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Saturday, February 25, 2012

A Journey in Other Worlds

by John Jacob Astor

Snippets from the Gutenberg Collection: free downloads 2012

"The Signals from the Arctic Circle"

I have to call this a fantasy rather than science fiction. There is no recorded date of publication but it's clearly around 1900. 

What I find interesting is how much it reflects the character of its age. As the reference to a jolly good hunting trip on Jupiter indicates, it's more like a safari to Africa than to another planet: the Darkest Africa so beloved of the glory days of European colonialism and imperialism. The idea of the 'draining of the swamps' to make the land 'productive' is in the best late Victorian mercantilist tradition.

At the same time, its illustrations also indicate the influence of Darwin's The Origin of Species - or perhaps The Voyage of the Beagle even more so.

It's a fascinating snapshot of an age of romance, self-assurance, and pride in inventive science. I hope you enjoy the design of the spaceship. Clearly the concept of the bullet fired into space was the best way (the only way imaginable at the time) to escape from earth.

"A Battle Royal"

Here's the tiny excerpt:

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Until the Callisto entered the planet's atmosphere, its five moons appeared like silver shields against the black sky, but now things were looking more terrestrial, and they began to feel at home.  Bearwarden put down his note-book, and Ayrault returned a photograph to his pocket, while all three gazed at their new abode. 

Beneath them was a vast continent variegated by chains of lakes and rivers stretching away in all directions except toward the equator, where lay a placid ocean as far as their telescopes could pierce.  To the eastward were towering and massive mountains, and along the southern border of the continent smoking volcanoes, while toward the west they saw forests, gently rolling plains, and table-lands that would have satisfied a poet or set an agriculturist's heart at rest. 

"How I should like to mine those hills for copper, or drain the swamps to the south!" exclaimed Col. Bearwarden.  "The Lake Superior mines and the reclamation of the Florida Everglades would be nothing to this."

"Any inhabitants we may find here have so much land at their disposal that they will not need to drain swamps on account of pressure of population for some time," put in the doctor.

"The Combat with the Dragons"

"I hope we may find some four-legged inhabitants," said Ayrault, thinking of their explosive magazine rifles.  "If Jupiter is passing through its Jurassic or Mesozoic period, there must be any amount of some kind of game."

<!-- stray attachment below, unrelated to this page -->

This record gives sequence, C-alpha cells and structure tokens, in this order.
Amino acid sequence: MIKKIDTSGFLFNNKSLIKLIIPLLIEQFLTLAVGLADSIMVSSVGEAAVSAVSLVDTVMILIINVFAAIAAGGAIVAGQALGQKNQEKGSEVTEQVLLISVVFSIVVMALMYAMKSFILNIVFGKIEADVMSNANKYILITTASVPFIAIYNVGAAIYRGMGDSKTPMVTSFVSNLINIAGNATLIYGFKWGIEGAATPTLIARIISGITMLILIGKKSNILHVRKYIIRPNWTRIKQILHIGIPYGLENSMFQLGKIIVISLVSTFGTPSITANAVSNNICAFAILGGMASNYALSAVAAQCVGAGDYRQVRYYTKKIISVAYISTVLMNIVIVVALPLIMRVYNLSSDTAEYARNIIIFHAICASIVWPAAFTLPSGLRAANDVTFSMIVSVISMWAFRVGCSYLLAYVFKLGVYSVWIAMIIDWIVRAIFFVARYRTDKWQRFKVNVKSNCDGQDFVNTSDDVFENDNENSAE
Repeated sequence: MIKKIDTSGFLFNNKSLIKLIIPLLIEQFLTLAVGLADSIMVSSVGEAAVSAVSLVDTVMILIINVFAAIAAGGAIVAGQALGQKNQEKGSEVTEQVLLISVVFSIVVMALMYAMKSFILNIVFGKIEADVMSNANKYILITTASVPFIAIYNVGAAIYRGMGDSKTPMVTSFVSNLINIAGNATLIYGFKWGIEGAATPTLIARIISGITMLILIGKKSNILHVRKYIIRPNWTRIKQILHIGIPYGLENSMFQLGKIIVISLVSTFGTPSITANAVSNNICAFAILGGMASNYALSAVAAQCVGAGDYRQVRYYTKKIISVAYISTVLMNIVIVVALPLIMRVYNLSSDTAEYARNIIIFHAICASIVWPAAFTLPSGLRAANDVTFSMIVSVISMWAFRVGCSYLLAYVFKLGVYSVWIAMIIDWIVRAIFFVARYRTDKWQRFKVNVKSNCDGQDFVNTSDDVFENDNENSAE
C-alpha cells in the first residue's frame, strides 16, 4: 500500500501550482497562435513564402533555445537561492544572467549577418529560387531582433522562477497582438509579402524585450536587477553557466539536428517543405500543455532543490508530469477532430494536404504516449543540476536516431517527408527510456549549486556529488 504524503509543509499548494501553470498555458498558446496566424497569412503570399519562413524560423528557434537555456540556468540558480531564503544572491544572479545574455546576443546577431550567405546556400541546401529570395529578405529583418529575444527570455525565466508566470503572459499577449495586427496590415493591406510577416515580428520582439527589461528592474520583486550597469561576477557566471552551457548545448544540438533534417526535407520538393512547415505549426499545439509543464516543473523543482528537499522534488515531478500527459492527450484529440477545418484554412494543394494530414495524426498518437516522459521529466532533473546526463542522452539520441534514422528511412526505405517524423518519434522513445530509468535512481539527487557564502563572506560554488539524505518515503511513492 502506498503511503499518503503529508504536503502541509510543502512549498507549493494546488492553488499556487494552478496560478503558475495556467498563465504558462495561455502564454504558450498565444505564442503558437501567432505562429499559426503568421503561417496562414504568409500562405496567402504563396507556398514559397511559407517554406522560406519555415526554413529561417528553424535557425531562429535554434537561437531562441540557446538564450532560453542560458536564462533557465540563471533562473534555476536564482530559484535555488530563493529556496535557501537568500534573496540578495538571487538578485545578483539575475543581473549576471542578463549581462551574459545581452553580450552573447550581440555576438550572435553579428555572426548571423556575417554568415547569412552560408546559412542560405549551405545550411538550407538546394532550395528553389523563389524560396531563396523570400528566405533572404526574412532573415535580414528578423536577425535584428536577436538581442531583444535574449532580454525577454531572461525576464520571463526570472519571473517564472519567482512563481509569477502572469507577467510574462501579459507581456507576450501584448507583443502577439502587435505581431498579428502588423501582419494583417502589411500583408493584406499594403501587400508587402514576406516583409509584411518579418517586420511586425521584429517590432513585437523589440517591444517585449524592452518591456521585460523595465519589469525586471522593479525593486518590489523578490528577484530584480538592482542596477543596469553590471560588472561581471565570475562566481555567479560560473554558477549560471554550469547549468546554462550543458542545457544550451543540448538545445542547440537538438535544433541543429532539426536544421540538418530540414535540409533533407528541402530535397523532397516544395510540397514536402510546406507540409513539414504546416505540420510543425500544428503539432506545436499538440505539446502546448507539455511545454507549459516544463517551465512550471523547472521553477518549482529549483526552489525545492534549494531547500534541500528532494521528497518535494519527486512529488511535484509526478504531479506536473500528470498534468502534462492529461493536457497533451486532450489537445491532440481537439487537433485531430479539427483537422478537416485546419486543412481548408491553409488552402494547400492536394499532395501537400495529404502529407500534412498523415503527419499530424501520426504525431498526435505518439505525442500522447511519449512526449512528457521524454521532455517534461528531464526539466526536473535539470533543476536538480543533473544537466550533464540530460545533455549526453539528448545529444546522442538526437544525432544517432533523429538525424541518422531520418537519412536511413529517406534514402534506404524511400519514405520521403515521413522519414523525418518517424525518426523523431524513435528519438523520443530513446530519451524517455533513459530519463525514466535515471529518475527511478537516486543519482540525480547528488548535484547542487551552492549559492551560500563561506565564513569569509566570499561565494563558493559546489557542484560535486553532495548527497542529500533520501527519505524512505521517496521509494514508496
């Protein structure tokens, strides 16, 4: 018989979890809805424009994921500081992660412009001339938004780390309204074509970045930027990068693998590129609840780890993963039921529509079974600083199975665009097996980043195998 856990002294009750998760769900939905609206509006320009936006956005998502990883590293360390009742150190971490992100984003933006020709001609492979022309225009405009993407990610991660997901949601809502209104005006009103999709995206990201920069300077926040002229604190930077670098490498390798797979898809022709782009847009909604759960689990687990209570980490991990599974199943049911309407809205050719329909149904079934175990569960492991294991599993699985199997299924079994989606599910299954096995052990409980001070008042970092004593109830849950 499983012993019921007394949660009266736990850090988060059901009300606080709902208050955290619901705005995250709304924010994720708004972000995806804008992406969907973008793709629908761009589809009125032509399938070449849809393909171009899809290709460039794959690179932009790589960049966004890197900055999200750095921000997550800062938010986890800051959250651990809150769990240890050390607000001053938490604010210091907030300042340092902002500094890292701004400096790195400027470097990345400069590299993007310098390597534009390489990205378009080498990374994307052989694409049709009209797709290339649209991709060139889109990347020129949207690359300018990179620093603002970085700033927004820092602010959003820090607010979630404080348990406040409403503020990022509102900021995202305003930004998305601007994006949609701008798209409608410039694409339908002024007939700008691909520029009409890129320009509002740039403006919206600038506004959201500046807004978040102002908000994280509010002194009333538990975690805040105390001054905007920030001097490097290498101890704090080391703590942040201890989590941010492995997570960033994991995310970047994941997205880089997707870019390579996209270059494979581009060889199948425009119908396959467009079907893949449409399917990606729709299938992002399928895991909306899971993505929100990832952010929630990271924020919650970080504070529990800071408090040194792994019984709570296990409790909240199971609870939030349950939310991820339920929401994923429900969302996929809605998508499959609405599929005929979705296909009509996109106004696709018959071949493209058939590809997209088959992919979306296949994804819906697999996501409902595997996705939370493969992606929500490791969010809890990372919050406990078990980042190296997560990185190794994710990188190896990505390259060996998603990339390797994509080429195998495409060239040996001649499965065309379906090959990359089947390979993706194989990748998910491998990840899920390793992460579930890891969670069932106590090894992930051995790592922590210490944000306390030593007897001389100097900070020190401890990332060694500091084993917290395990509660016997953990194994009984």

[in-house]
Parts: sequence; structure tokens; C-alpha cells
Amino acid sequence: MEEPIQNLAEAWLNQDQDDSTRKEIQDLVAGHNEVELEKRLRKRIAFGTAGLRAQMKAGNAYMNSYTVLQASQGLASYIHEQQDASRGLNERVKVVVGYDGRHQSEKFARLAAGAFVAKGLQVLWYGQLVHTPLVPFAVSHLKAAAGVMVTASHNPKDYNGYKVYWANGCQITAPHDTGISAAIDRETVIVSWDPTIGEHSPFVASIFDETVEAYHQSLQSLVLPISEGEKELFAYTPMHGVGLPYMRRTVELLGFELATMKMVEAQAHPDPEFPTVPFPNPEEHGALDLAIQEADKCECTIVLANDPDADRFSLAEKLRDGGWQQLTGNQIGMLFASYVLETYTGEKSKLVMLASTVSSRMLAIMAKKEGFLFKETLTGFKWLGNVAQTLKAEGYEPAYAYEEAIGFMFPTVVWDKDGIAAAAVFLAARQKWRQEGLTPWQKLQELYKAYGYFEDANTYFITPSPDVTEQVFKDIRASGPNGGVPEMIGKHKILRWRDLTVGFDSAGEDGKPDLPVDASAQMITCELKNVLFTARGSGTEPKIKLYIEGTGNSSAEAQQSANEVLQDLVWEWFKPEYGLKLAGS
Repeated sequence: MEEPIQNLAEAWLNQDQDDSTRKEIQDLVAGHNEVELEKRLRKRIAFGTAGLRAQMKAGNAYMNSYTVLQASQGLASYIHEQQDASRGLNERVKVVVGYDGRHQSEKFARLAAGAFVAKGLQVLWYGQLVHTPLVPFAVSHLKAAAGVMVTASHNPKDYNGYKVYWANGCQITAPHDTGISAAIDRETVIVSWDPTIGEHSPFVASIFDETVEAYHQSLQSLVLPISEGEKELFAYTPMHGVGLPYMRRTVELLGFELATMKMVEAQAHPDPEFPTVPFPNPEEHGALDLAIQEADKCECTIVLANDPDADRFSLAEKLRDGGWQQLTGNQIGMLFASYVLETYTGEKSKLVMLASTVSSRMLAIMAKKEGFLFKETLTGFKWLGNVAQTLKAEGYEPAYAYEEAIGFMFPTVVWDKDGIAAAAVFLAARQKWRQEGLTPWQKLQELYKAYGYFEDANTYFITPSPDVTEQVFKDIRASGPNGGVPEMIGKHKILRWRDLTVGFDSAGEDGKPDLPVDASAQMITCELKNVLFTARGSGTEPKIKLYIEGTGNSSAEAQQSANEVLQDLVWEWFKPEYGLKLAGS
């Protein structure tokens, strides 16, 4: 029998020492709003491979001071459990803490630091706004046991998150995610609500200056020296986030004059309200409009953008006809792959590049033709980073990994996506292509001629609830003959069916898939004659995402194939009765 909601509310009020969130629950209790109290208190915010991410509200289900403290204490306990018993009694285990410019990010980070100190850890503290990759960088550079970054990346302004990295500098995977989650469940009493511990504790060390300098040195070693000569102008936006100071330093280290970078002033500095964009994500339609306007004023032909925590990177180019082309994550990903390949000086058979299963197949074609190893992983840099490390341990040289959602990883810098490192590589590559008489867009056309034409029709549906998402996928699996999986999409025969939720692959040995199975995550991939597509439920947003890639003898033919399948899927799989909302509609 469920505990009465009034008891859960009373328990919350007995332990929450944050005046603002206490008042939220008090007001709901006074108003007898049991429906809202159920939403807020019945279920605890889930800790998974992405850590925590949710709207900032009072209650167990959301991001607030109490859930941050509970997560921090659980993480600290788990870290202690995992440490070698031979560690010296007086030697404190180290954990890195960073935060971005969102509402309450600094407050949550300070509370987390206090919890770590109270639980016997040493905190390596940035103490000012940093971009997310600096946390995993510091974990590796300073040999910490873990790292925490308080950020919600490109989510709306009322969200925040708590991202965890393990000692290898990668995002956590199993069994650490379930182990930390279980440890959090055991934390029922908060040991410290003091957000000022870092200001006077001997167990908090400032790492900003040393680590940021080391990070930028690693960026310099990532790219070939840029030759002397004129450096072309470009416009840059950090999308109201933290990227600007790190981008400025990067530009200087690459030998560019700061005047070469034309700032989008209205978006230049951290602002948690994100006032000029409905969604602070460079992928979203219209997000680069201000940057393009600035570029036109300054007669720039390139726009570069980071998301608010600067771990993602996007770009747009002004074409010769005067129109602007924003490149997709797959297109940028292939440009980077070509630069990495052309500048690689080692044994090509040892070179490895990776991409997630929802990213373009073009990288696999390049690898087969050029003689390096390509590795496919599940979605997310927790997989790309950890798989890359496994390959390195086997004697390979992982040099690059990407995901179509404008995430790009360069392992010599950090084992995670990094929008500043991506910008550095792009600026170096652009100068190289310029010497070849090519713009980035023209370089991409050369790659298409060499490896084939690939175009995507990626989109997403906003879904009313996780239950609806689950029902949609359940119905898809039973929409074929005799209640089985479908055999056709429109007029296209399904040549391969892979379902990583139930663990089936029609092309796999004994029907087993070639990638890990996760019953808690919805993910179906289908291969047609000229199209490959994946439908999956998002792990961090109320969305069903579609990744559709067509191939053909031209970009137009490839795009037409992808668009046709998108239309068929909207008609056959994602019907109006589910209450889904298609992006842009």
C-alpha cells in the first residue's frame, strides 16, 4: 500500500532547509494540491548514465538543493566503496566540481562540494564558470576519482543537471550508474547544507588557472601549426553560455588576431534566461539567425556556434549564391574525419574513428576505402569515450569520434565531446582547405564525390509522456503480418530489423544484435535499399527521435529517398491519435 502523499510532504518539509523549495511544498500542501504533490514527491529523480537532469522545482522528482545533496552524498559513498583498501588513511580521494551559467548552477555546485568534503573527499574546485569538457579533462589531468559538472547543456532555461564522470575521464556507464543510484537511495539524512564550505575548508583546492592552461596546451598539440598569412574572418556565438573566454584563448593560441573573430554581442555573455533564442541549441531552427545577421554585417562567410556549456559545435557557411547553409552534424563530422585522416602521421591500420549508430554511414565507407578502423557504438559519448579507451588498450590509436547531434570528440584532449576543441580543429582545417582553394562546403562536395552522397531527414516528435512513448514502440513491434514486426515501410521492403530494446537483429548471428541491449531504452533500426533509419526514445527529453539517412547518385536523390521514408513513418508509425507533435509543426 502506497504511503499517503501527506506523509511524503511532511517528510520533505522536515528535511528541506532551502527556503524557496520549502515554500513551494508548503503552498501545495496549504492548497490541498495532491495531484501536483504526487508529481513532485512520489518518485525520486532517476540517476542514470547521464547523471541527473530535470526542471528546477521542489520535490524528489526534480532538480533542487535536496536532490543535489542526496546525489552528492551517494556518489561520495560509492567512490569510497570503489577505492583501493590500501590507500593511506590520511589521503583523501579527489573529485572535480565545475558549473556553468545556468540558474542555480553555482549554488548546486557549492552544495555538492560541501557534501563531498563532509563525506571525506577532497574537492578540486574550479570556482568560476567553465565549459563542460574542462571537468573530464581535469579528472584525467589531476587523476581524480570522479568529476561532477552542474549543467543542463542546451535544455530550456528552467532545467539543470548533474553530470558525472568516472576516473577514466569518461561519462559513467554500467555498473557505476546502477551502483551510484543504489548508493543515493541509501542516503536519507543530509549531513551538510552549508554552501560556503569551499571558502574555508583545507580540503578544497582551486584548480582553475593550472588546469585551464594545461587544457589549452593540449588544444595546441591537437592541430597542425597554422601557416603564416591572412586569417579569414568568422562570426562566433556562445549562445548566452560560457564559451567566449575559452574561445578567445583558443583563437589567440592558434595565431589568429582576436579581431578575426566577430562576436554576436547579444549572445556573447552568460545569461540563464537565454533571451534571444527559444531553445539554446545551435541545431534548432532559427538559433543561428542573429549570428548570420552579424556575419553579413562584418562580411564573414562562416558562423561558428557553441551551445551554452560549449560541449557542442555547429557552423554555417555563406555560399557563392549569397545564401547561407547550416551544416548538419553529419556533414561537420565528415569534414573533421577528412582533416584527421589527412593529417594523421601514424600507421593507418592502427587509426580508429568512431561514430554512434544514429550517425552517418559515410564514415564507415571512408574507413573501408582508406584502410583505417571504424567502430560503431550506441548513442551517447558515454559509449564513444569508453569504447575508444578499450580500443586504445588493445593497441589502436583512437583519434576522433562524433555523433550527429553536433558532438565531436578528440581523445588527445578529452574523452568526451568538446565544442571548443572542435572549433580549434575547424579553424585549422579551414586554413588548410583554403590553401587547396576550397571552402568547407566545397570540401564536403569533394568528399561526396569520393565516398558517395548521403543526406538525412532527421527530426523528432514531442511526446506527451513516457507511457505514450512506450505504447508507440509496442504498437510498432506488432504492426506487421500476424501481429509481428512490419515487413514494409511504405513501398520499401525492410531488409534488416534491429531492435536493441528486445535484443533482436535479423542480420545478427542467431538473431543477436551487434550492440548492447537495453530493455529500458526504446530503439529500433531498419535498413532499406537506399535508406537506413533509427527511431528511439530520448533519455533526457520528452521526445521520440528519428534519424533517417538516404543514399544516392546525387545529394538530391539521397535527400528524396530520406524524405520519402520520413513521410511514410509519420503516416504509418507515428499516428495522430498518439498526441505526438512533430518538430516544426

"The Journey Home"

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A Journey in Other Worlds by John Jacob Astor

Downloadable free in various formats from


  1. How exciting! Fantastic illustrations. It's interesting when Ayrault wants to find some game, keen to use their 'explosive magazine rifles'. He shows the eager, go ahead, manly and scientific bent of the period, all in one sentence.

    Heavens! Whatever is happening in 'the journey home' -LOTS, by the look of it. A definite precursor to DR Who. (And many others)

    Julie M

  2. Yeah! Can't wait to get down there and start changing everything! Such a pity they didn't have some foxes and rabbits to drop in as well. And drain those useless swamps and make that big old planet work for its living!

    I must admit I found that somewhat depressing. But I did like the idea of just hopping out on Jupiter with its earth-like atmosphere and gravity and having fun with things that went bang.

  3. Your story about attitudes towards other planets around a century ago - reminded me of something I recently read in a contemporary novel. In it, the eco-friendly slogan of a business/mining conference was 'Earth First'. Then the keynote speaker opened with: "That's right folks, Earth first. Then we'll start mining the planets." Laughter all round.

    Back to Gutenberg. I discovered this wonderful resource a few years ago, first downloading audio books to my MP3, and later to a USB stick to play in the car on long journeys. Then, a year ago, we got eReaders and I began to download the books of my schooldays and youth - Rider Haggard, Conan Doyle, the Bronte sisters, Charles Dickens, the poems of Kipling, Banjo Paterson ... and many others.

    Also on to my eReader - from the Internet generally, I have downloaded some of my own poetry, the rules of snooker, table tennis and darts, our community bylaws and many other things for daily reference.

    Currently I am reading Jane Eyre with more pleasure than I read most contemporary novels and I have before me thousands of similar treats. So far I have used about 10% of my $99 eReader ... and that includes War and Peace!

    If only we were as clever in our planet and human management as we are in our technology. We have brought so much information, access, culture and beauty to the masses through our gadgets. We have also produced weapons of mass destruction, including 16 free-to-air television channels of which (TV Guide and red pen at Sunday breakfast) I have marked up just two shows to watch this week. We are definitely not installing Foxtel!

    1. The wonderful wealth of reading available free is breathtaking. Only this month, some great classics have been added to Gutenberg. You can choose just text versions of many for the Kindle itself, or the richly illustrated versions for the computer.

      Would that I had more time.... If I did, I'd become a proof-reader for Gutenberg, and give something back. One thing I do have is high quality editorial skill for proofing text.


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